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When the genie is out of the bottle

Farewell to freedom of expression in Pakistan as religious minorities try to survive amid unlawful interference

When the genie is out of the bottle

Pakistani supporters of Jamaat-e-Islami chant slogans during a protest in Karachi on Nov. 4, 2018, following the Supreme Court decision to acquit Christian woman Asia Bibi of blasphemy. (Photo by Rizwan Tabassum/AFP)

Published: August 20, 2020 06:44 AM GMT

Updated: August 20, 2020 10:55 AM GMT

My recent social justice chat with a nurse, during a routine check-up at a clinic in Lahore, was more intimidating than awkward.

“People prefer Huqooq Allah [God’s rights] over Huqooq-ul-Ibad [human rights], but I am different,” she said.

“Good. Just look at what happened in Peshawar [capital of northern Khyber Pakhtunkhwa province]. A person was shot dead in front of the judge,” I said.

“That was right. Our religion obliges us to kill the blasphemer. People would not have taken the law into their own hands had the courts hanged Asia maloona [accursed],” she replied with a cold stare, referring to Asia Bibi, the Catholic woman acquitted of blasphemy in 2018 after spending eight years on death row.

I felt as if I was suddenly dwarfed. The conversation ended with a simple nod to whatever she uttered later. That’s the lifestyle we are accustomed to these days. While liberals and minorities are certainly free to hold views on human rights and peace, once they step out into the public sphere, they must weigh each word they say to avoid hurting the religious feelings of the majority.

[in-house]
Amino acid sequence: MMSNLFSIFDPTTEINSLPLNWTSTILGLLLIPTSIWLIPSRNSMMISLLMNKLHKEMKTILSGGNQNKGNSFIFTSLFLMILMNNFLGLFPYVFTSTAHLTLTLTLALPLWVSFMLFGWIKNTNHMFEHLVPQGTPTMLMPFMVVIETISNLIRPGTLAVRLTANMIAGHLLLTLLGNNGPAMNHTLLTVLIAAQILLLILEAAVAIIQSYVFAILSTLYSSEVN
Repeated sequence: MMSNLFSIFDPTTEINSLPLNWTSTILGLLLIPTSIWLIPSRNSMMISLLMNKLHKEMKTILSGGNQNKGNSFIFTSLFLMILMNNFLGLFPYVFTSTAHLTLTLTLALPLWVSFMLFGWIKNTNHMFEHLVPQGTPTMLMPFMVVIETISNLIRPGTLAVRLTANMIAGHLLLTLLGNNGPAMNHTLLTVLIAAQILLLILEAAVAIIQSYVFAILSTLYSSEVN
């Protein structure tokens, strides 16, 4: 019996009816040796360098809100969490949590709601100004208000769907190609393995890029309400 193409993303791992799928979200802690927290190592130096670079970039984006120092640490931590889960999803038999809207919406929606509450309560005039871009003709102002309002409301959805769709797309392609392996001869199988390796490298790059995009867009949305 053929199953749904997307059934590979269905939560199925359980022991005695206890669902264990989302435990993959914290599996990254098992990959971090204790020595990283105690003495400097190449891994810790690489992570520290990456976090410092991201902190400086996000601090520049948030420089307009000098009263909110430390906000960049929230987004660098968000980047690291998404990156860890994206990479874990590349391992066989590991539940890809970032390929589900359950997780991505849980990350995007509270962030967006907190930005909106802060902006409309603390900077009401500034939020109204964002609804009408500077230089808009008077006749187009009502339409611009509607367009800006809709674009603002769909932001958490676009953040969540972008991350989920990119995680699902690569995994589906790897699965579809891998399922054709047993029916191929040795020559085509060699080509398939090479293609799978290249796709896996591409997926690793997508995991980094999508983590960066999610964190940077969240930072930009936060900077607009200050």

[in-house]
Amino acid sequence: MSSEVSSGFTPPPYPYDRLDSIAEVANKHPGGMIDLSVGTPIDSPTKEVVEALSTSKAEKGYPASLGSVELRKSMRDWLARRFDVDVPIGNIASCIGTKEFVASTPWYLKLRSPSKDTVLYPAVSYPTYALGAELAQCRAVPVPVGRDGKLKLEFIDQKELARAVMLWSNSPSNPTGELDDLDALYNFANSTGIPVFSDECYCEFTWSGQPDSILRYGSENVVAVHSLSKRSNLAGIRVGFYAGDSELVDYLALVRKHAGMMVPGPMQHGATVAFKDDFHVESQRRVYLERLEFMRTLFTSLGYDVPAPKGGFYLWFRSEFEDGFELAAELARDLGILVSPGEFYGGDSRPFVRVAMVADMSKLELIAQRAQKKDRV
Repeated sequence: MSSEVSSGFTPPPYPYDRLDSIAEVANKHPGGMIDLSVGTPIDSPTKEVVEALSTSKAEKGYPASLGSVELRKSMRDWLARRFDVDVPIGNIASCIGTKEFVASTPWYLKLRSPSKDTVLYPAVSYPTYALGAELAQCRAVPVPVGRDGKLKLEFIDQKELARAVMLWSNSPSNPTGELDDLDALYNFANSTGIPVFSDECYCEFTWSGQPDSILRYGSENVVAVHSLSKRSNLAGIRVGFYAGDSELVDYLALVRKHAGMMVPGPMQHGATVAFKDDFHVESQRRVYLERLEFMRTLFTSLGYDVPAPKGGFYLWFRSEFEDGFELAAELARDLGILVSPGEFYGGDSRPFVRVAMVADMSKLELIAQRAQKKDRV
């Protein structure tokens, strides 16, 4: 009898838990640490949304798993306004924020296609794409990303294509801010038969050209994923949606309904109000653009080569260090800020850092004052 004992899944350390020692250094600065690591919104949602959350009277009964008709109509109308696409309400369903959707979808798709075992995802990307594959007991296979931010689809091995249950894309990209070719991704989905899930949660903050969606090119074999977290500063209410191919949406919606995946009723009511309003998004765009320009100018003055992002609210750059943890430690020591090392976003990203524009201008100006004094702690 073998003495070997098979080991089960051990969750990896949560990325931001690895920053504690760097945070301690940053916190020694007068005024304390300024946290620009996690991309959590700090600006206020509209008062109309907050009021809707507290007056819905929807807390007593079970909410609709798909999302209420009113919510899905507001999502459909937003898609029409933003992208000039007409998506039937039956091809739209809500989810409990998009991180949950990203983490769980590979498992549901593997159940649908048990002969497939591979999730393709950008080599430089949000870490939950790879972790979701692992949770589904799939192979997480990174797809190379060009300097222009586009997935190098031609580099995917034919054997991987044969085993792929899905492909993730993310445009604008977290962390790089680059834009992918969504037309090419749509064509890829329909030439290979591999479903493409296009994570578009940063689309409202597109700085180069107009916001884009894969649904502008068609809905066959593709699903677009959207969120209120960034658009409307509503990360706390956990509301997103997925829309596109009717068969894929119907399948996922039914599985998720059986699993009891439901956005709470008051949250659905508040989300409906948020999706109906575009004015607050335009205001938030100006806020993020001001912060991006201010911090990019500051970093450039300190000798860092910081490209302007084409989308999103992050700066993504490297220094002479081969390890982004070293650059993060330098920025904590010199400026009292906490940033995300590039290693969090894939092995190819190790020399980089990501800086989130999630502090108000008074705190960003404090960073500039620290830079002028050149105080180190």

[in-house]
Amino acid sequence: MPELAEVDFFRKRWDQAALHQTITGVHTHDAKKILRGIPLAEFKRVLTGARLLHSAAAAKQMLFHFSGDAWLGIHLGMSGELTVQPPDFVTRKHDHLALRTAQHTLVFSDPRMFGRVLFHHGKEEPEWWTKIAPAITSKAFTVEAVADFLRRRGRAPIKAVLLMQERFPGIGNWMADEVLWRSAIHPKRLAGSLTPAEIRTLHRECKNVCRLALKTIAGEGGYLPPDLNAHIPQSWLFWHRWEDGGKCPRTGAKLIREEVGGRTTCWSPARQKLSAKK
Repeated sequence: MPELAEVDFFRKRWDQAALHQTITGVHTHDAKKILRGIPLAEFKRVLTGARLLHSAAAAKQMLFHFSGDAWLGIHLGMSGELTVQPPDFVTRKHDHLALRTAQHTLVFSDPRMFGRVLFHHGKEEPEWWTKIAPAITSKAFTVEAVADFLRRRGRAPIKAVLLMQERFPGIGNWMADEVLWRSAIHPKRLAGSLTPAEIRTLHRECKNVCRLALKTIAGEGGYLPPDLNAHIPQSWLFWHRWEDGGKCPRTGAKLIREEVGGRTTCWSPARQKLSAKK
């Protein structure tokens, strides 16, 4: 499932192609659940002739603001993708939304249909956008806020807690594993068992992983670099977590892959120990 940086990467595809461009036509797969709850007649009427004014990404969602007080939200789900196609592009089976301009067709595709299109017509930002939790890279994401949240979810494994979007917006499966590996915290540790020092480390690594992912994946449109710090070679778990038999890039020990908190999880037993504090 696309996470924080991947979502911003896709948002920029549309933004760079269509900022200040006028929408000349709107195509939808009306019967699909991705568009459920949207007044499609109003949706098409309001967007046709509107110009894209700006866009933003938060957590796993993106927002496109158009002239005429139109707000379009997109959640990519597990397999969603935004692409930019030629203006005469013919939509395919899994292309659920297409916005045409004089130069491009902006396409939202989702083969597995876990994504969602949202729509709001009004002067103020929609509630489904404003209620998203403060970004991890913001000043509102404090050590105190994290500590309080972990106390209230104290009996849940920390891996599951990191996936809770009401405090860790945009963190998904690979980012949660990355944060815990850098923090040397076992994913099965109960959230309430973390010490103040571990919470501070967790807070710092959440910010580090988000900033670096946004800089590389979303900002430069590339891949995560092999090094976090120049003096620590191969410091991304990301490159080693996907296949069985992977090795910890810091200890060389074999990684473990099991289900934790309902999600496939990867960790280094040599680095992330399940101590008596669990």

Sentiments are certainly running high since July 29 when an American citizen and a former member of the Ahmadi community, Tahir Naseem, was killed inside a court in Peshawar's Judicial Complex during a hearing for alleged blasphemy, a capital crime in the Islamic republic.

The Ahmadis, viewed as heretical by many in Pakistan, are one of the most persecuted minority communities in the country. Several social media users posted photos of a dead dog with the corpse of Naseem, who had declared himself a prophet possessed with the spirit of Hazrat Isa (Christ).

A few days later, one of my school friends shared a video of a man stoned to death for blasphemy in Afghanistan.

“The Sharia court of Afghan Taliban didn’t give him a concession for three years like our judges and ordered immediate stoning. This is the Islamic judgment of a real Islamic court,” stated the caption shared on the WhatsApp group of classmates in Peshawar.

Another requested all to refrain from such discussions, arguing that we lack “knowledge of all these circumstances and situations.”

Holy warriors

Despite condemning extrajudicial killings in my 15 years of journalism, I remained silent and sent them wishes for Eid al-Adha the next day. Inside I know the genie is out of the bottle and is now roaring loud, silencing those who speak out peacefully for themselves and for others. The state can no longer control religious sentiment and this crisis of fear makes me feel worried for my children.